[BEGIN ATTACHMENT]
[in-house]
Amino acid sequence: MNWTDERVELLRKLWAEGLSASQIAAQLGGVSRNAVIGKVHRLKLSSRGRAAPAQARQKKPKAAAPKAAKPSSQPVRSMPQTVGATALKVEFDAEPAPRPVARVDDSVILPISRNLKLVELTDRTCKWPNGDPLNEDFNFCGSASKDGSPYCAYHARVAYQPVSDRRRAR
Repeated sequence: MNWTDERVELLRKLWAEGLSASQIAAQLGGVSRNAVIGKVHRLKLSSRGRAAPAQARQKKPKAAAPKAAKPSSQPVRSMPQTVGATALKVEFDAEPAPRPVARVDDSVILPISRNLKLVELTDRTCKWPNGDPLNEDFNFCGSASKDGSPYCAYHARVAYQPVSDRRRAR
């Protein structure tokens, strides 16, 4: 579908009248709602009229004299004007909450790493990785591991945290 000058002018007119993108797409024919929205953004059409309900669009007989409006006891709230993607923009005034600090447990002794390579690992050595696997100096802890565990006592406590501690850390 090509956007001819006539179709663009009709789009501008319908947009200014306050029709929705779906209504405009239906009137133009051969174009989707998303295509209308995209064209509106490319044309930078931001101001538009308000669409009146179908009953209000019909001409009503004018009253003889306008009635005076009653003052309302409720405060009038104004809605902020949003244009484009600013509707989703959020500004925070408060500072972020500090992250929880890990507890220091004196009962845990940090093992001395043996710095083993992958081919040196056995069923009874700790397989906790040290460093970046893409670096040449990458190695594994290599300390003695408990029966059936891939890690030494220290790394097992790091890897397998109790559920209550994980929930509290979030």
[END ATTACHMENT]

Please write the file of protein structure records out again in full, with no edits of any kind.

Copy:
[in-house]
Amino acid sequence: MNWTDERVELLRKLWAEGLSASQIAAQLGGVSRNAVIGKVHRLKLSSRGRAAPAQARQKKPKAAAPKAAKPSSQPVRSMPQTVGATALKVEFDAEPAPRPVARVDDSVILPISRNLKLVELTDRTCKWPNGDPLNEDFNFCGSASKDGSPYCAYHARVAYQPVSDRRRAR
Repeated sequence: MNWTDERVELLRKLWAEGLSASQIAAQLGGVSRNAVIGKVHRLKLSSRGRAAPAQARQKKPKAAAPKAAKPSSQPVRSMPQTVGATALKVEFDAEPAPRPVARVDDSVILPISRNLKLVELTDRTCKWPNGDPLNEDFNFCGSASKDGSPYCAYHARVAYQPVSDRRRAR
């Protein structure tokens, strides 16, 4: 579908009248709602009229004299004007909450790493990785591991945290 000058002018007119993108797409024919929205953004059409309900669009007989409006006891709230993607923009005034600090447990002794390579690992050595696997100096802890565990006592406590501690850390 090509956007001819006539179709663009009709789009501008319908947009200014306050029709929705779906209504405009239906009137133009051969174009989707998303295509209308995209064209509106490319044309930078931001101001538009308000669409009146179908009953209000019909001409009503004018009253003889306008009635005076009653003052309302409720405060009038104004809605902020949003244009484009600013509707989703959020500004925070408060500072972020500090992250929880890990507890220091004196009962845990940090093992001395043996710095083993992958081919040196056995069923009874700790397989906790040290460093970046893409670096040449990458190695594994290599300390003695408990029966059936891939890690030494220290790394097992790091890897397998109790559920209550994980929930509290979030």